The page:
Buying in France

//Buying in France
Buying in France2016-12-05T22:45:43+00:00

Cheaper and faster traveling, cheap finance, underperforming pensions and a volatile stockmarket make buying a property abroad an attractive proposition. But buying abroad is VERY DIFFERENT from buying one in the UK and also varies considerably from country to country. So, whatever you do, NEVER buy or sign anything on impulse and ALWAYS use a solicitor. Also, some of the biggest mistakes are made because of language misunderstandings, so it’s a very good idea to use an interpreter.


Before you even start to look for a property, you need the answers to some important questions –

  • Why are you buying a property abroad? Will it just be a holiday home you use 2 or 3 times a year and let it out for the rest of the time?
  • Do you intend to live there for a significant part of the year or do you intend to move there permanently?
  • How much can you afford to spend without stretching your finances too much? Will you be getting a mortgage or paying cash?
  • If you intend to let it out, will you be finding tenants/collecting rents/organising repairs yourself or will you be getting a Managing Agent to look after everything for you?
  • Do you want a new or existing property?
  • Do you want to be on a community development?

The answers to these questions will have a big influence on the type, size and location of suitable properties. For example, if you will be letting the property, it needs to be in a tourist area and close to shops, restaurants, bars etc but if you intend to live or retire there, you’ll want to be away from these areas but still close to amenities, shops etc. Also, remember that it does rain in France and it can also get quite chilly, but not all properties are suitable for year round living because they may have inadequate heating and insulation, so choose carefully.


The law relating to property purchase depends, to some extent, on the type of property you intend to buy. The details below apply to a property up to 1 hectare. If the area is greater than 1ha, then the Societe d’Amenagement Foncier et d’Establissement Rural (SAFER) may intervene in order to preserve land that it feels should continue or remain in agricultural use. When you find a property you want to buy, an agreement is negotiated between buyer and seller and the initial contract – (‘Sous-seing Prive’ if drawn up by an Estate Agent or ‘Compromis de Vente’ if prepared by the Notaire) is signed by both parties. The buyer pays a deposit (minimum 10%) which remains in a special account at the Notaires office until completion takes place or the purchase is aborted. Once the ‘Compromis’ or ‘Sous-seing Prive’ has been signed, there is then a period of between 6-8 weeks in which the searches are carried out to ensure that the property is not subject to any environmental changes and during which time the purchaser must sort out the financing arrangements. The searches and other contractual matters are dealt with by the Notaire who is a public official answerable to the State. His job is to ensure that the purchase is undertaken legally, accurately and in full accordance with the law. It is, therefore, unnecessary for you to use a second Notaire, although you may wish to use a Lawyer to explain the procedures and offer advise if required. If you are getting a mortgage, this must be declared at the time of the agreement and a clause put in the ‘Compromis’ to protect you in case a loan is not granted. If this happens, the deposit is returned. The deposit is also returned if a ‘planned nuisance’ is discovered by the searches or the seller breaks the contract. If, however, you break the contract, then the deposit is paid to the seller. At the end of the 6-8 weeks, the ‘final contract’ (Acte de Vente) is signed at the Notaires office and the property passes to you on payment of the balance of the purchase monies. This money must be in the Notaires possession before the contract is signed. Also before completion, copies of your birth certificate and, if applicable, your marriage certificate (both in French) must be provided. As soon as the contract is signed, you are responsible for the insurance of all buildings. French ‘succession’ laws are very complex and do not allow you to leave your property to just anyone you want, even if you already have a Will, so take advice.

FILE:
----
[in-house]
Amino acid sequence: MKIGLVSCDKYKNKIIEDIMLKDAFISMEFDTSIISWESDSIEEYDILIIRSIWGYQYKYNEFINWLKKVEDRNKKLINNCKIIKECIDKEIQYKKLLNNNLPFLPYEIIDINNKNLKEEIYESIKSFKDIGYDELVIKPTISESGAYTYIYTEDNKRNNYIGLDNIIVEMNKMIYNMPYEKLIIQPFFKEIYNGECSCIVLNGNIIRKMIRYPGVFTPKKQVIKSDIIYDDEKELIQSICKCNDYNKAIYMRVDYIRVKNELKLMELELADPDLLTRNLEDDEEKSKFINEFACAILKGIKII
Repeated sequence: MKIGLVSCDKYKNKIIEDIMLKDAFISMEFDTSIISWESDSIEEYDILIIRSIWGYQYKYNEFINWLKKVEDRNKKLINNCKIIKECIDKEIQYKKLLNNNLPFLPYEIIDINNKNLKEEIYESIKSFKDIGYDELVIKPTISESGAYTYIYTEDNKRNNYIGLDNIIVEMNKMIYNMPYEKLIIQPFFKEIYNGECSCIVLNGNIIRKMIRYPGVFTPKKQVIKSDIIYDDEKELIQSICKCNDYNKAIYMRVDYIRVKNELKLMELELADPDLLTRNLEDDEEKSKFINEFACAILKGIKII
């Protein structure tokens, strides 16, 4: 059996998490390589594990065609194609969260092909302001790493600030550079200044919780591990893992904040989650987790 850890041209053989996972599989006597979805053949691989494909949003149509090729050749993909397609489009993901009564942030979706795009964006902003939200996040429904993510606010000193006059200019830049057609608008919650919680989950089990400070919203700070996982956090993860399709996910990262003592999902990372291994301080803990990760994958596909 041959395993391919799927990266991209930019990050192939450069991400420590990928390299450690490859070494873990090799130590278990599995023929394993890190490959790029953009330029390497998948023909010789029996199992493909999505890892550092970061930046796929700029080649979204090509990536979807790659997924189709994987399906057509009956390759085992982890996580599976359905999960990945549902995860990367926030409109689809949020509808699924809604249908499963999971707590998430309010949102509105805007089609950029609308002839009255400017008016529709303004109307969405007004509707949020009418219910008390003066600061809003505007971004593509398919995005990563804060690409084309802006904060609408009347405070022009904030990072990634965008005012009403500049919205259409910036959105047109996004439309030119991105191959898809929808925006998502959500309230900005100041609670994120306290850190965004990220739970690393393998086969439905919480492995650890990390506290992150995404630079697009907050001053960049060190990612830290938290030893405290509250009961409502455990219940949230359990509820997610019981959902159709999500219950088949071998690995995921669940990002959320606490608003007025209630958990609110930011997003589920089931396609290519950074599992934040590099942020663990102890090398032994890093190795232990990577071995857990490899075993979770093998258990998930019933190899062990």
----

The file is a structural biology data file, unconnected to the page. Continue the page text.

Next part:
The buyer pays the legal fees and registration taxes (approx 7.5% of the purchase price). The seller pays the Agency commission. Also, don’t forget that there will be living costs as in the UK. These could include Local rates, Property tax, Insurances, Water and Electricity charges, telephone, Tax on rental income etc. This is not a complete list of all the matters you will have to deal with, but it will give you some idea of what you will face if you buy property in France – Good luck!

PLEASE NOTE: The information provided is for guidance only and should NOT be used as a substitute for essential professional assistance.
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